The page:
Childhood as a Social Construction
Childhood is such a universal feature of human life that we readily consider it a natural stage of development. After all, doesn't every society that's ever existed have some people identified as "children"?
As obvious as the answer to this question may seem, variations in culture and over time are dramatic. People in modern Western societies have a widely held, unquestioned belief that children are fundamentally different from adults. We take for granted that children areóand have always beenóinnocent and entitled to nurturing and protection. However, in other cultures (for example, Japan) children are viewed as much more independent creatures who can ...view middle of the document...
Indeed, according to some historians, the notion of childhood as a distinct phase of life didn't develop in Western culture until the 16th and 17th centuries.3
Views of Childhood in the Middle Ages
Until the end of the Middle Ages, children in the West were sometimes seen as miniature versions of adults. If you look at paintings of the 15th and 16th centuries, you will notice that the children depicted in family portraits look like shrunken replicas of their parents. Their clothes and their bodily proportions are the same as those of adults.
This image goes beyond artistic representation. Because they were seen as miniature adults, children of the era were expected to act accordingly. They were expected to participate in all aspects of social life alongside their parents. Foul language, sexual acts, death, and so on were all permitted in their presence.
The notion that children deserve special protection and treatment did not exist at this time. Children could be punished, and frequently were, for social transgressions with the same severity that adults were.
Families of the 1600s and 1700s may have valued children for their role in inheritance, but children clearly didn't elicit the same kind of sentiment that they elicit from adults today.4
This rather "unsentimental" treatment of children probably had something to do with demographic realities. Fatal disease in the Middle Ages was quite prevalent, and infant mortality rates were extremely high. Young children were not expected to live for very long. In 17th century France, for instance, between 20 and 50 percent of all infants died within the first year after birth.5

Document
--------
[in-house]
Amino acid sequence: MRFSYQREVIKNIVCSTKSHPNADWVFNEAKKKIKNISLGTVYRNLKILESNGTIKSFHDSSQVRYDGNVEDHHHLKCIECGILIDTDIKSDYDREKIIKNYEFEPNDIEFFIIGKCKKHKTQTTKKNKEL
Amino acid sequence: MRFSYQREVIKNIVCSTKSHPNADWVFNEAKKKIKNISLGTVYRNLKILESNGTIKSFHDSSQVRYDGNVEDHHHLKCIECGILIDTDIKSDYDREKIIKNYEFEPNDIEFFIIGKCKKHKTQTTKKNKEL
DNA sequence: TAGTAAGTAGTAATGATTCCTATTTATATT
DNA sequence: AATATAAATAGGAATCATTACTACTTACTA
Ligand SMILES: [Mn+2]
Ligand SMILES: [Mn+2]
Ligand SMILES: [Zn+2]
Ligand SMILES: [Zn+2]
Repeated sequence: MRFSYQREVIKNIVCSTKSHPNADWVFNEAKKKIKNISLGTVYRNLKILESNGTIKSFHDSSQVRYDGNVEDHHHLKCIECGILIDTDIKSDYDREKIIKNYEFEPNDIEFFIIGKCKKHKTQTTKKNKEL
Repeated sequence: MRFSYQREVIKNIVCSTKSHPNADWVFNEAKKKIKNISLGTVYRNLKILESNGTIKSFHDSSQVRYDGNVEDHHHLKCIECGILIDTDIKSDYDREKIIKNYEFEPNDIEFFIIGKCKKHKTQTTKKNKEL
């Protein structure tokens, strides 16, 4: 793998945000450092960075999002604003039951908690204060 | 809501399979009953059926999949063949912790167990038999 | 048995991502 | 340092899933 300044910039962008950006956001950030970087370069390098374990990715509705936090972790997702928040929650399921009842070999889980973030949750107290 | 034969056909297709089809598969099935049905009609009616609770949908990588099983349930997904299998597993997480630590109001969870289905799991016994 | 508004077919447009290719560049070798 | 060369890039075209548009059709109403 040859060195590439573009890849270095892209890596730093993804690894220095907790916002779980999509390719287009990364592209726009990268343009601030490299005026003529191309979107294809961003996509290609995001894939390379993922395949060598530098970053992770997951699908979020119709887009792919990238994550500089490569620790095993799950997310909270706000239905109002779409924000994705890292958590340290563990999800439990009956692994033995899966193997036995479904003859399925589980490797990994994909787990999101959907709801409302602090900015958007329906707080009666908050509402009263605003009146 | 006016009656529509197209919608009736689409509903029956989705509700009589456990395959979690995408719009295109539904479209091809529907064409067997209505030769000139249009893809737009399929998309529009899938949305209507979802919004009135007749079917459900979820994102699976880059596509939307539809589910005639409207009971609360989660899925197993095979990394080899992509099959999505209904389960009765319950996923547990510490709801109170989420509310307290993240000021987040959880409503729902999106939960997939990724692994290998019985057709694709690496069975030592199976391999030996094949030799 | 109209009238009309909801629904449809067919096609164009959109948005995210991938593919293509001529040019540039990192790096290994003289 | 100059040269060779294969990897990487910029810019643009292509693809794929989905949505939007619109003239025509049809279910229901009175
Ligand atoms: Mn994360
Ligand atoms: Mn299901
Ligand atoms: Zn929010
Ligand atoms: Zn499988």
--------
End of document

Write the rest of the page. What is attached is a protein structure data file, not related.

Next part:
People commonly believed, therefore, that if they wanted only a few children, they should have many more in order to "hedge their bets.Ó Parents couldn't allow themselves to get too emotionally attached to something that was seen as a probable loss. Some even referred to their infant as "it" until the child reached an age at which survival was likely.
At that time, the death of a baby was probably not the emotional tragedy that it is today. In Spain, for example, when an infant died he or she was likely to be buried almost anywhere on the premises, like a pet cat or dog. Even the dead children of the rich were sometimes treated as paupers, their bodies sewn into sacks and thrown into common graves.6
Childhood in the 18th and 19th Centuries
By the 18th century, perceptions of childhood in the West were beginning to change. Children began to be seen as innocent and in need of protection, not unlike the way we see them today. Consequently, though, they were viewed as weak and susceptible to temptation. Along with the notion of protection came the notion of discipline, as parents taught their children to avoid the enticements of their social world.
Severe beatings of children in the name of discipline were common occurrences up until the late 18th century (and persist in some corners of society even to this...